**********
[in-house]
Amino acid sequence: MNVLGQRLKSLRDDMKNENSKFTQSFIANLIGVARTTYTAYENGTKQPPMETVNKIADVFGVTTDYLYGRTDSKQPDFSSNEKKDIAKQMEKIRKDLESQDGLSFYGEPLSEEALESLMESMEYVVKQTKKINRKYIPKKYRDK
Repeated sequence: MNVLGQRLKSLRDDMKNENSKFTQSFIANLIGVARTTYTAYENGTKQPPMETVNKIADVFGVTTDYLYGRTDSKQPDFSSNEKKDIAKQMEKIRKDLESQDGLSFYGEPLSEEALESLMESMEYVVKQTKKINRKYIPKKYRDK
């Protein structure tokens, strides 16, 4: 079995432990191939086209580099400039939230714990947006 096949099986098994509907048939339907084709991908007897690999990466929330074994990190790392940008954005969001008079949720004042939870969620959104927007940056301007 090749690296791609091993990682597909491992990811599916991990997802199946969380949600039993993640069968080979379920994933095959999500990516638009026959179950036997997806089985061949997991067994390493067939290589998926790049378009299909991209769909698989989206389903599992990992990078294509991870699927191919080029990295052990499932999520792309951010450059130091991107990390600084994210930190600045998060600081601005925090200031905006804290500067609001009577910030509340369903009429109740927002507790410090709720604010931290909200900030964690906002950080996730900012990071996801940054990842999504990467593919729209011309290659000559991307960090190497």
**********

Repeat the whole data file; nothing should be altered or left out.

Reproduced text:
[in-house]
Amino acid sequence: MNVLGQRLKSLRDDMKNENSKFTQSFIANLIGVARTTYTAYENGTKQPPMETVNKIADVFGVTTDYLYGRTDSKQPDFSSNEKKDIAKQMEKIRKDLESQDGLSFYGEPLSEEALESLMESMEYVVKQTKKINRKYIPKKYRDK
Repeated sequence: MNVLGQRLKSLRDDMKNENSKFTQSFIANLIGVARTTYTAYENGTKQPPMETVNKIADVFGVTTDYLYGRTDSKQPDFSSNEKKDIAKQMEKIRKDLESQDGLSFYGEPLSEEALESLMESMEYVVKQTKKINRKYIPKKYRDK
């Protein structure tokens, strides 16, 4: 079995432990191939086209580099400039939230714990947006 096949099986098994509907048939339907084709991908007897690999990466929330074994990190790392940008954005969001008079949720004042939870969620959104927007940056301007 090749690296791609091993990682597909491992990811599916991990997802199946969380949600039993993640069968080979379920994933095959999500990516638009026959179950036997997806089985061949997991067994390493067939290589998926790049378009299909991209769909698989989206389903599992990992990078294509991870699927191919080029990295052990499932999520792309951010450059130091991107990390600084994210930190600045998060600081601005925090200031905006804290500067609001009577910030509340369903009429109740927002507790410090709720604010931290909200900030964690906002950080996730900012990071996801940054990842999504990467593919729209011309290659000559991307960090190497």